, Volume 584, Issue 1, pp 37–48 | Cite as

Sediment phosphorus cycling in a large shallow lake: spatio-temporal variation in phosphorus pools and release

  • Bryan M. Spears
  • Laurence Carvalho
  • Rupert Perkins
  • Alex Kirika
  • David M. Paterson
Shallow Lakes


Sediment and water column phosphorus fractions were recorded monthly for one year (April 2004–April 2005) in a shallow lake recovering from nutrient pollution (Loch Leven, Scotland). Equilibrium phosphate concentration (EPC0) and gross sediment phosphorus (P) release rates were estimated from laboratory experiments. Pore water and organic P pools were lowest during warm water periods whereas bottom water P was lowest during cold water periods. Reductant-soluble, organic, metal oxide-adsorbed, residual and sediment total phosphorus pools all varied significantly with overlying water depth. Short-term, high magnitude, redox initiated P release events occurred in late summer and winter as a result of anoxic sediment conditions. Lower magnitude long-term release conditions were maintained for most of the year, most likely as a result of organic P cycling and maintenance of high concentration gradients between the pore and bottom water P pools. Estimates of summer P uptake/release rates, across an intact sediment-water interface, suggested that maximum gross internal release was ~12 mg SRP m−2 lake surface area d−1 with EPC0 values ranging between 180 and 270 μg P L−1. This study highlights the biological mediation of internal loading in shallow eutrophic lakes, and in particular, the role of sediment algae in decreasing, and sediment bacteria in enhancing, sediment P release.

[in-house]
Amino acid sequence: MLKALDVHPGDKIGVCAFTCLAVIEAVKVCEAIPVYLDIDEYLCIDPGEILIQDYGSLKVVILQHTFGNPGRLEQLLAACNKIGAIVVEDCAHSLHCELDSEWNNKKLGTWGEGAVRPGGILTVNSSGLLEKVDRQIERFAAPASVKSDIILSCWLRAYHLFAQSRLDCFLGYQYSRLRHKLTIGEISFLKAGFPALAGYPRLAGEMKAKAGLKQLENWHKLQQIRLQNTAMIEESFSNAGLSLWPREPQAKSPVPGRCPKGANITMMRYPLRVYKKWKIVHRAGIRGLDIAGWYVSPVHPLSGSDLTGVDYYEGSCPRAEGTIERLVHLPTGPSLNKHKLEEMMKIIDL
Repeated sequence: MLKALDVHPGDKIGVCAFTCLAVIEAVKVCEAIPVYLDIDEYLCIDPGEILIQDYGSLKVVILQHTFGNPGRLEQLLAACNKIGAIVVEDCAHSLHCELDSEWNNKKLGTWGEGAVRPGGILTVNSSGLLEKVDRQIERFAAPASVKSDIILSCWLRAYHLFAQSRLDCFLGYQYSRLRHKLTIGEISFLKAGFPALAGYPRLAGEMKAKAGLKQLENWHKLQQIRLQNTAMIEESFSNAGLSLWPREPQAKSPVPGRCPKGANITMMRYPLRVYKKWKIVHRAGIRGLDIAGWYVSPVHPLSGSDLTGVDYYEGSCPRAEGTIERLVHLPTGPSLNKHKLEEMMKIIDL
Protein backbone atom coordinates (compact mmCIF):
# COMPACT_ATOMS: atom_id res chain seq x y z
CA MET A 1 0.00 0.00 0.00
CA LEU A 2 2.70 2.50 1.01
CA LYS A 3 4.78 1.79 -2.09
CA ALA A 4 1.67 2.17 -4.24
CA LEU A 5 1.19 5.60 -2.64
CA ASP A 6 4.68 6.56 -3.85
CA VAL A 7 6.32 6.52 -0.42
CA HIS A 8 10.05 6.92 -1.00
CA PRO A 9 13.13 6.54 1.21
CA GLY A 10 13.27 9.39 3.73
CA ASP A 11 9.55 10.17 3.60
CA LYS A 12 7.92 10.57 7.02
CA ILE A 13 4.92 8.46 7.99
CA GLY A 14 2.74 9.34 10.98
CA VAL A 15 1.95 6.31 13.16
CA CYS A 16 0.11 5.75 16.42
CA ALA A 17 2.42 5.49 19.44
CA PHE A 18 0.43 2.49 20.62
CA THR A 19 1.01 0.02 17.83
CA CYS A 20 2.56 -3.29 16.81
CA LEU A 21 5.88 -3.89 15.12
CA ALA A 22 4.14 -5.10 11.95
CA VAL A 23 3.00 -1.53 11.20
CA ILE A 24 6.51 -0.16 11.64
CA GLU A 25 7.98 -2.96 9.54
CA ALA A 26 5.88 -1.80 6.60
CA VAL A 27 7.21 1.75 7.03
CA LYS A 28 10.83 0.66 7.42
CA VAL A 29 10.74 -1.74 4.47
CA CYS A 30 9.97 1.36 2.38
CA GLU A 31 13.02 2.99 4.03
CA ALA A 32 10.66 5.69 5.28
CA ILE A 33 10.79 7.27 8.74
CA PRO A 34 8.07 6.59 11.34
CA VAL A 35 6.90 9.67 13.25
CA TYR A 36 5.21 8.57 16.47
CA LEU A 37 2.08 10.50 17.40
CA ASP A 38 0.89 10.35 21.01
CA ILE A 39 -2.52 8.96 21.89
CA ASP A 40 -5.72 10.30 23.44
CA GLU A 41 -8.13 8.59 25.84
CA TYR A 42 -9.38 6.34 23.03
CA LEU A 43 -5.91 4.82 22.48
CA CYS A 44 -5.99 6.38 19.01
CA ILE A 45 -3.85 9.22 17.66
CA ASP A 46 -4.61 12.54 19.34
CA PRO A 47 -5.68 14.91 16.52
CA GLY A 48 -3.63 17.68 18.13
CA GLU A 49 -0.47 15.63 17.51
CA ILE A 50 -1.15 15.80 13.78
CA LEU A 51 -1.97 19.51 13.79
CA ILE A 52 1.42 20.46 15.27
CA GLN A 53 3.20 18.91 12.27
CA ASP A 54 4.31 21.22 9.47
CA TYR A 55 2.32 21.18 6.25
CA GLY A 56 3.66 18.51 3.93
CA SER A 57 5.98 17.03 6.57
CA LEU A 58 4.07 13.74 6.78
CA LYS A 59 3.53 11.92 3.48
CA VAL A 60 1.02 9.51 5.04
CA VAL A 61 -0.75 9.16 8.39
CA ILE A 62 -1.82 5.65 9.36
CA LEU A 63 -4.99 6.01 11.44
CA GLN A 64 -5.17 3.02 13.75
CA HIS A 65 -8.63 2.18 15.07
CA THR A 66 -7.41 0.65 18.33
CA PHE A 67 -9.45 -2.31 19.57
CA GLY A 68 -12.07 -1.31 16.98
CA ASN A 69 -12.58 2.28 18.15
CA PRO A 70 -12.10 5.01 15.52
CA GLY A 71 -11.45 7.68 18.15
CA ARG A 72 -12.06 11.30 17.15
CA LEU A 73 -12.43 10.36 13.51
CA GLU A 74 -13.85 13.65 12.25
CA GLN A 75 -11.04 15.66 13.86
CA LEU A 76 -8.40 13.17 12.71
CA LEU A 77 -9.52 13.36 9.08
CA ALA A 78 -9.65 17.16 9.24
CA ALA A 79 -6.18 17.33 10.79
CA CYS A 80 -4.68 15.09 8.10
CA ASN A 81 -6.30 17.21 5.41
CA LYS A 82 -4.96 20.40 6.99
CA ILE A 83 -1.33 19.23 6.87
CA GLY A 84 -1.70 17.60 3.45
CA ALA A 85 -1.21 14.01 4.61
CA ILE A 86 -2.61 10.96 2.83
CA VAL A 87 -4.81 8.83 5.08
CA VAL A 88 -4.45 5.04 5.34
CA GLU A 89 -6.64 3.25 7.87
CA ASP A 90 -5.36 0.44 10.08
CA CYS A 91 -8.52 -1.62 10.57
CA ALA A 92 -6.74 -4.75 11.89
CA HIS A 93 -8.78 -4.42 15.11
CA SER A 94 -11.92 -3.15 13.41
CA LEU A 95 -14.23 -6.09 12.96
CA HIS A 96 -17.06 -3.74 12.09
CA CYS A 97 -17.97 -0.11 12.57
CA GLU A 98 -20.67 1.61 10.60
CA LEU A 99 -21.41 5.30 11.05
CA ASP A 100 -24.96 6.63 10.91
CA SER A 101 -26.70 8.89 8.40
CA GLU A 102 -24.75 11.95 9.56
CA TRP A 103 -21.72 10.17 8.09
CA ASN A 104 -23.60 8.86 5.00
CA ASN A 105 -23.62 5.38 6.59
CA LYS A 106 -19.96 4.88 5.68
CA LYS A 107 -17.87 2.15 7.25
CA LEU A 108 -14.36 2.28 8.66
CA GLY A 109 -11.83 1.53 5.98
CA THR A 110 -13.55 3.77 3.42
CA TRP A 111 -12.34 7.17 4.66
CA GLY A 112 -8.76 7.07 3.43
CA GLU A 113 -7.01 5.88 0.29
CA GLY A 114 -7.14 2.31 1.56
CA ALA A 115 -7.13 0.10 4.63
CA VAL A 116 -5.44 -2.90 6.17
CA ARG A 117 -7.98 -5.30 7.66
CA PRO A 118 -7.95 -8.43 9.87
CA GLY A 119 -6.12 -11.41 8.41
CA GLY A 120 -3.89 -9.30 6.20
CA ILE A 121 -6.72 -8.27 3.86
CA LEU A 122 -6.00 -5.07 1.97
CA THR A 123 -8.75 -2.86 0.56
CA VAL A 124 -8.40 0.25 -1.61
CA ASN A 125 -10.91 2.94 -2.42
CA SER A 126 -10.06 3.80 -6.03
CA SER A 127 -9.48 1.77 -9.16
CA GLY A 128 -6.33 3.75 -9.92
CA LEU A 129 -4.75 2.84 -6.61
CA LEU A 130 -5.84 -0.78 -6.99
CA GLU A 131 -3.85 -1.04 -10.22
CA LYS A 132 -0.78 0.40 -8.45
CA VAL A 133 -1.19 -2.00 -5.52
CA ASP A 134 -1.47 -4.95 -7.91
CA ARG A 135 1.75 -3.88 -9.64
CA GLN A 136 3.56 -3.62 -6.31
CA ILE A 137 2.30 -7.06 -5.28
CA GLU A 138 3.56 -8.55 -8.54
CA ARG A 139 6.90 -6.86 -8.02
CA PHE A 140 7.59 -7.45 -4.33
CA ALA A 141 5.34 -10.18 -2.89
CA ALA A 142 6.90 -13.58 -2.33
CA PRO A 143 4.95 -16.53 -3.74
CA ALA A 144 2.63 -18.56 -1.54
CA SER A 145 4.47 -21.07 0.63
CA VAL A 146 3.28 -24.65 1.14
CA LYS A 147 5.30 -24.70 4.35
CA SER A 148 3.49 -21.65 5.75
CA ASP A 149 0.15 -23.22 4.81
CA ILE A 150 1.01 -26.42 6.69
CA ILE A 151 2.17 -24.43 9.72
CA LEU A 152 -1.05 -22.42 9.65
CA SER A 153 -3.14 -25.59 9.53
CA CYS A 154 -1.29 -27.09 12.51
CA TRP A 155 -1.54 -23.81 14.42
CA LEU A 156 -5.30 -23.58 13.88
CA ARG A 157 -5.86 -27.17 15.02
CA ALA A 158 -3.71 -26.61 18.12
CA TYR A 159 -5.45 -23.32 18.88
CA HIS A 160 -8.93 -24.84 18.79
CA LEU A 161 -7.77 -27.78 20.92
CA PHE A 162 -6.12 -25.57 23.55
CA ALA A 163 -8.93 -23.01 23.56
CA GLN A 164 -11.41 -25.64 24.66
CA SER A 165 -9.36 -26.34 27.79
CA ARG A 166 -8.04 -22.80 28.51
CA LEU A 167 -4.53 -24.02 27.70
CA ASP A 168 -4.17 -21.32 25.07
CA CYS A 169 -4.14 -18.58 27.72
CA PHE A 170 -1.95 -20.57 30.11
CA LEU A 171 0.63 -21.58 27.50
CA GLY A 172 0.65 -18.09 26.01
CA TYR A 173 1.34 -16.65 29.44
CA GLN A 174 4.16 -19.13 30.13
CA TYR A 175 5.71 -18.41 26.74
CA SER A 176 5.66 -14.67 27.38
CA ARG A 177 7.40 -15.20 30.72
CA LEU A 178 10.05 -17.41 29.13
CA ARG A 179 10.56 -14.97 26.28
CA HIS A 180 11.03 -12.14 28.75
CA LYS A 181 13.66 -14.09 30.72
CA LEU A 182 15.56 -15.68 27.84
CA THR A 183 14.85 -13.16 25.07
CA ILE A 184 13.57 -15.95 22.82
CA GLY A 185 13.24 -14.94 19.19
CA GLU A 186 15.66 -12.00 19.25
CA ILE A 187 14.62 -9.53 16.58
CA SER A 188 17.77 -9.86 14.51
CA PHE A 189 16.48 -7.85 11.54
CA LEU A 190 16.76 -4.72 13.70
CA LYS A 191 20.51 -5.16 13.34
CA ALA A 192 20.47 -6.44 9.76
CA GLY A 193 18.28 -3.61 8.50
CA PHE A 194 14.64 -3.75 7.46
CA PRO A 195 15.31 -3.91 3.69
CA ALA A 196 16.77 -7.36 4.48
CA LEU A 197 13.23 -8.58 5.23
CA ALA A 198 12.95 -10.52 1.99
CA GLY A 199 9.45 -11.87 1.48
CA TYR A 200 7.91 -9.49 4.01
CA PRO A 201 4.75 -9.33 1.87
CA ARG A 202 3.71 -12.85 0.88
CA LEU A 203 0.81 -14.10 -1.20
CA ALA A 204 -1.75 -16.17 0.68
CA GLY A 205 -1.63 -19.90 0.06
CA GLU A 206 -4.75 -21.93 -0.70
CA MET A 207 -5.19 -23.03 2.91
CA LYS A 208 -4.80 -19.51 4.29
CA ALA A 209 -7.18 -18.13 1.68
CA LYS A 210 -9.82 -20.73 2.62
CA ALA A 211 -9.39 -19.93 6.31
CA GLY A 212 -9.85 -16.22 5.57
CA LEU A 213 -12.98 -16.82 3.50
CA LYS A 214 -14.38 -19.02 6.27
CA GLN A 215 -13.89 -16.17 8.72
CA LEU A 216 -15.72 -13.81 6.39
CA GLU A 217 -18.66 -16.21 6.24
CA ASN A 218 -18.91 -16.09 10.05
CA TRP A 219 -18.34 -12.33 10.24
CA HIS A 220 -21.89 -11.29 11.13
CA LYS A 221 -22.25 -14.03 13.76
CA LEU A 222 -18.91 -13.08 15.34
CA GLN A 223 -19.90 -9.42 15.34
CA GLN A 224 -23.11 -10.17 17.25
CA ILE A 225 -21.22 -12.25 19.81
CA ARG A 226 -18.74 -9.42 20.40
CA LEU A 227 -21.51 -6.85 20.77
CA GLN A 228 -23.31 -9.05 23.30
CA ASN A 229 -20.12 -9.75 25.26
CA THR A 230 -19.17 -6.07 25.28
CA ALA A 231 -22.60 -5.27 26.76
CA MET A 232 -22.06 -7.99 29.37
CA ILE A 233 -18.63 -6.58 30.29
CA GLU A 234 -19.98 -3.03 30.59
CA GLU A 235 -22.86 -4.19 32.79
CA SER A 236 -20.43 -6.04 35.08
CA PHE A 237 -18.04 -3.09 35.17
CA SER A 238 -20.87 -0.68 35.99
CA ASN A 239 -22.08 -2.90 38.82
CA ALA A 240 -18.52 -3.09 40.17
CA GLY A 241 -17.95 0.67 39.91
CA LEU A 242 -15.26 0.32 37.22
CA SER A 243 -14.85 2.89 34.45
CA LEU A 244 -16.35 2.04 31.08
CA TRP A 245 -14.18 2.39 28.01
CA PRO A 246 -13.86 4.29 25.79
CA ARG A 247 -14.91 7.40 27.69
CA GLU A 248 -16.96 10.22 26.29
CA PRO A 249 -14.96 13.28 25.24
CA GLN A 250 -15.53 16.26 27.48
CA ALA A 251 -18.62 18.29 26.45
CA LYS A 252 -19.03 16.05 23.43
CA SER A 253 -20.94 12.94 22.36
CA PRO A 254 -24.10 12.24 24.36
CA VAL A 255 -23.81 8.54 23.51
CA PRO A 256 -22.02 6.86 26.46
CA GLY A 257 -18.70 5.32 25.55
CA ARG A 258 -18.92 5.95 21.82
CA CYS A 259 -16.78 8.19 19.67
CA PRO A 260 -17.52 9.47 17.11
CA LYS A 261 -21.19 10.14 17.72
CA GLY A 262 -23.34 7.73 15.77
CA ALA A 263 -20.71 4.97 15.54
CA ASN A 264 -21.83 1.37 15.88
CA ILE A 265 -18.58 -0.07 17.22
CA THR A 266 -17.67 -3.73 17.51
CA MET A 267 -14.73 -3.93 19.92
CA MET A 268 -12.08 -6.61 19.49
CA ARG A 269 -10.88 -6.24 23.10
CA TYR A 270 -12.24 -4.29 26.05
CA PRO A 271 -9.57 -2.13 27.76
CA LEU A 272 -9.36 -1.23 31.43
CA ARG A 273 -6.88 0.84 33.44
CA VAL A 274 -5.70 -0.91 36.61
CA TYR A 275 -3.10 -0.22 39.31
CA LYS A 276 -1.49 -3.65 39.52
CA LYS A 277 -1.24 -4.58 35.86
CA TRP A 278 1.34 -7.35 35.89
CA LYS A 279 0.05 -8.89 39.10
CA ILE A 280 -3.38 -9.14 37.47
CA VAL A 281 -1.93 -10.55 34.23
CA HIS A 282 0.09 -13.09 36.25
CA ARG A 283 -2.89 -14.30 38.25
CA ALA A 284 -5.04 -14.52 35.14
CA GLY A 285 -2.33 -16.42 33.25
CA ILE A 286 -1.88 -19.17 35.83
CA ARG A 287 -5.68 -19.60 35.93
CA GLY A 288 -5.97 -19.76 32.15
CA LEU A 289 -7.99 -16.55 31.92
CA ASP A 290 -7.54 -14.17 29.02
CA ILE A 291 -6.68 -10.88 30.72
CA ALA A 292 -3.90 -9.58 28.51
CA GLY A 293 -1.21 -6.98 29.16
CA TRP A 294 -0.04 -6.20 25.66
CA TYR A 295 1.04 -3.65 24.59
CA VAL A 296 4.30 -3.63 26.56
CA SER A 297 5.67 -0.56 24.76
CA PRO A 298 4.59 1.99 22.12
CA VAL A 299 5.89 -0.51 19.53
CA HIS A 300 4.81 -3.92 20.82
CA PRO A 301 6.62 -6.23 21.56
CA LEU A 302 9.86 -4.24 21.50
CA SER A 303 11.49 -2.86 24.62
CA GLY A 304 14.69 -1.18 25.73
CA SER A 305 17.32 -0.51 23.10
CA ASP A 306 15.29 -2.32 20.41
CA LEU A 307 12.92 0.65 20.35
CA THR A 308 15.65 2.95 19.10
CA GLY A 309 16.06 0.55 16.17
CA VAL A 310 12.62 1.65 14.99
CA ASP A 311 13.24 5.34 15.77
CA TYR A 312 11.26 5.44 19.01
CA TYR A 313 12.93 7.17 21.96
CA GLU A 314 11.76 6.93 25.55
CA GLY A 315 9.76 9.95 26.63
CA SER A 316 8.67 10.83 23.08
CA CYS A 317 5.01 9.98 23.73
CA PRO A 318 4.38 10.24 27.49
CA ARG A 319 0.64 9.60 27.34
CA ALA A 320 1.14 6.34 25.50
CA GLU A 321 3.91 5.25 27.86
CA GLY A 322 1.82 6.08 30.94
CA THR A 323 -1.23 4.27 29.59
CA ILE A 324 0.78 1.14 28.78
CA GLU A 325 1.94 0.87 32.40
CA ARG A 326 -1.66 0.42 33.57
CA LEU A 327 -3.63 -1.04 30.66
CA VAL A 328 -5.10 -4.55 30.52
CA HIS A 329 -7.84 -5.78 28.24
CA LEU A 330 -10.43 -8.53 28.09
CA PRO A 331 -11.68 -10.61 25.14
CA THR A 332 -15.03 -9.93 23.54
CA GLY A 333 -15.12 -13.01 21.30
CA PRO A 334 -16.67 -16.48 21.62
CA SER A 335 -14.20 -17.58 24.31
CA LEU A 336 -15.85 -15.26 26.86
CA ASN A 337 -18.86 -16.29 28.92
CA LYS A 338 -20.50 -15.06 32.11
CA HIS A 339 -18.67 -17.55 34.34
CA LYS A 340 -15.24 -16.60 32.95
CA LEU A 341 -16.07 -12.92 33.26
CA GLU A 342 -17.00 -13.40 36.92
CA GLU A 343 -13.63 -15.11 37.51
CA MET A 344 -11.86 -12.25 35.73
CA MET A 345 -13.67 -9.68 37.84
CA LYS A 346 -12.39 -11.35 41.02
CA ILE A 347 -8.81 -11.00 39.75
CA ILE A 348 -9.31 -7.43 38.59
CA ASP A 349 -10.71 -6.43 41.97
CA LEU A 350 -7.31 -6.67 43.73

Sediment Phosphorus Mobility Bio-regulation Seasonality 



We gratefully acknowledge the logistical assistance provided by the staff at the Loch Leven Fishery. We also wish to acknowledge Bernie Dudley for graciously ensuring the quality of our arithmetic. BMS was funded by NERC (NER/S/A/2003/11324).


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Copyright information

© Springer Science+Business Media B.V. 2007

Authors and Affiliations

  • Bryan M. Spears
    • 1
    • 3
  • Laurence Carvalho
    • 1
  • Rupert Perkins
    • 2
  • Alex Kirika
    • 1
  • David M. Paterson
    • 3
  1. 1.Centre for Ecology and Hydrology EdinburghPenicuikScotland, UK
  2. 2.School of Earth, Ocean and Planetary SciencesCardiff UniversityCardiffWales, UK
  3. 3.Sediment Ecology Research Group, Gatty Marine LaboratoryUniversity of St. AndrewsFifeScotland, UK

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